This is all a bit convoluted, as I am one of those libruls who thinks we have plenty of ways to kill each other without guns. It’s hard for me to be unbiased.

Sally J.: Toby is more endearing in these particular episodes, although as he was approaching the mess to talk to the staffers about the leaked quote, my daughter said, “Mom, he looks freaky. Does he ever smile?” Is his reaction out of character?

Selena: Toby is always endearing. Cantankerous, yes, and certainly not the best at hearing ideas he doesn’t agree with, but I don’t think Toby is ever anything less than endearing. It’s his eyes. Even when Toby is spitting mad, he can’t hide the kindness in his eyes. Then again, Toby Zeigler has been my imaginary boyfriend since this show aired. I can forgive him for anything.

I think the moment you’re speaking about, when he is uncharacteristically gentle while chastising his staff, gives us more insight into who he really is than pretty much any moment we’ve seen him so far. He’s married to the job, like most of the WH staffers, but here we see how seriously he takes that marriage.

Selena: I promise my next question will be about “Gone Quiet,” but there’s one more issue in “War Crimes” I want to touch on. There are three key guest characters in “War Crimes” who challenge our team of regulars. Michael O’Keefe, as reporter Will Sawyer, Gerald McRaney as Air Force General Alan Adamley, and Mark Feuerstein as Cliff Calley, Republican truth-seeker. How do each of these characters reveal sides of our beloved characters we wouldn’t otherwise see?

Sally J.: Will Sawyer forces CJ to look beyond the tip of her nose. When he tells her that he’s stuck in the White House until he gets a real assignment, she’s offended. When he puts Toby’s quote in perspective, she gets it. Rather than argue, I think she’s happy for the pass and goes on to continue juggling what she has in the air. The Air Force General serves to show the other side of U.S. foriegn policy. On the surface, Leo’s points about war crimes and an international tribunal makes sense. All along, we’ve known that he’s an Air Force veteran himself. Perhaps his strong feelings on the subject are due to what he witnessed during the war. The tears in his eyes, when he learns of what his mission really was that day in 1966, seem to indicate that his combat experience is never far from the surface. Cliff helps the staffers to see how the cover up looks to the outside world. Also, he’s an indicator that Donna has a sex life. Who would have thunk?!?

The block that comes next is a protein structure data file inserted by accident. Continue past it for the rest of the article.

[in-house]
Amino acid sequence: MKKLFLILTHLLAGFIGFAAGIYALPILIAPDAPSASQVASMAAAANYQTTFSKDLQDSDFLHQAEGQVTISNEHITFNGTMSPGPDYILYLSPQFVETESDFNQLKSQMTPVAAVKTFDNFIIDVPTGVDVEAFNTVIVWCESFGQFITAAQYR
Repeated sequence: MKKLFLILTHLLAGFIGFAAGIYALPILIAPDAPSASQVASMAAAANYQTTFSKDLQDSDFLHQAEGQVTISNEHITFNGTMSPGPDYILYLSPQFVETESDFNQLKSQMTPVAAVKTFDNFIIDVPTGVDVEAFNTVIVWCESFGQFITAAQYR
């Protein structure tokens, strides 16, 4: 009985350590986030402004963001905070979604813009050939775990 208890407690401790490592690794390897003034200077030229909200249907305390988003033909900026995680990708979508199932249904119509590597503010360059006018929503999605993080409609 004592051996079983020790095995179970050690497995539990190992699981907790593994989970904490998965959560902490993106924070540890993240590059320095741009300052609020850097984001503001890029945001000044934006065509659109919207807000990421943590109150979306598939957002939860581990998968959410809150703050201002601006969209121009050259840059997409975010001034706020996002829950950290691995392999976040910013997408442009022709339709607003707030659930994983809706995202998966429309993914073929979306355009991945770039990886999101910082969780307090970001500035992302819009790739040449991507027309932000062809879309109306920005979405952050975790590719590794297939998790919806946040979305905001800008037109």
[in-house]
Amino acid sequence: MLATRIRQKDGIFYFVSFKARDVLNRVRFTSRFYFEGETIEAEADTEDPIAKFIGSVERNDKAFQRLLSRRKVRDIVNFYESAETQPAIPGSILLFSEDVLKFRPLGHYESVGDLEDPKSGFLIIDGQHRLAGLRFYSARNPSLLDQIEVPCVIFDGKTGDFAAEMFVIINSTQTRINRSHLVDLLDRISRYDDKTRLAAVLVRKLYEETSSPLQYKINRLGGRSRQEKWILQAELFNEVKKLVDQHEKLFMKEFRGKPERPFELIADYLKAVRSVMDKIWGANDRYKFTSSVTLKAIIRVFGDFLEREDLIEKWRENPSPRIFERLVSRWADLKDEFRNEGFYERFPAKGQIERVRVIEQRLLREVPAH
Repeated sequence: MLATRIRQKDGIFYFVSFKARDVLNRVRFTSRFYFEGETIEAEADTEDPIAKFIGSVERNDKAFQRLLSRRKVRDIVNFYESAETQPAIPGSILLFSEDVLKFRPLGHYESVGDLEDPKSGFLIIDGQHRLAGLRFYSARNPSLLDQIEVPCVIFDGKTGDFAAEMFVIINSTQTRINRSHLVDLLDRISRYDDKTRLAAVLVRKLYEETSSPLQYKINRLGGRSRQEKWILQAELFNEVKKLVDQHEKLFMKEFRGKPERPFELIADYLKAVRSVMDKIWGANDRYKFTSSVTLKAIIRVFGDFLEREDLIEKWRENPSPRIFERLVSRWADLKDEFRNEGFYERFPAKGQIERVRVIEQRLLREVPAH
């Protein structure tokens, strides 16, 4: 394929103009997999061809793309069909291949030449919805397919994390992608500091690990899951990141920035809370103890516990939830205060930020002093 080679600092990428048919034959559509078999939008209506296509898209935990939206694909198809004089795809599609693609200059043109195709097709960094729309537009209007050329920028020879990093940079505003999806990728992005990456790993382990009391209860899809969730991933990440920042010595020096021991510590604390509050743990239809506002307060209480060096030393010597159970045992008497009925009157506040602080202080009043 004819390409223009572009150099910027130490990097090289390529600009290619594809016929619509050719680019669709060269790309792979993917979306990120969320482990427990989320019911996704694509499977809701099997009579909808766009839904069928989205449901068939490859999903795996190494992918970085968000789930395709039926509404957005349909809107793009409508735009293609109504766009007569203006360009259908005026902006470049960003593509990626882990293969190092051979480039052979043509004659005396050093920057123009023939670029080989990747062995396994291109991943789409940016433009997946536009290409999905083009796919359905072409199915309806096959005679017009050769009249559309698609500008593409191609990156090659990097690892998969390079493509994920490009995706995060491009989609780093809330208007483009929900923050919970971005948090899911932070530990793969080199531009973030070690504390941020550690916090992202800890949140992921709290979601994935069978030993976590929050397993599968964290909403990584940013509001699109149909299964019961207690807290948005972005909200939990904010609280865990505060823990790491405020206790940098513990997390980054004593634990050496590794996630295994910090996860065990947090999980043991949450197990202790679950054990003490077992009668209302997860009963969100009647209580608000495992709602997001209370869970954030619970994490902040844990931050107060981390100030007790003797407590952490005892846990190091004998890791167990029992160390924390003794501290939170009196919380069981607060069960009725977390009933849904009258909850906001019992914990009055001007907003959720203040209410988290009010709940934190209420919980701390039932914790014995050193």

Selena: Bartlet has come a long way from “A Proportional Response” to “Gone Quiet.” How would you describe this evolution in his response to national security issues?

Sally J.: All along Bartlet defers to Leo when it comes to military matters. From the very first season, it’s been obvious that commanding the military is something that he doesn’t know much about, and that he’s unfamiliar with procedures. By Season Three, he’s more comfortable in the situation room, and has learned that there’s a lot more going on at the Pentagon than the average civilian will ever know. Had the submarine gone quiet in Season One, you’re right, he would have wanted to bomb North Korea.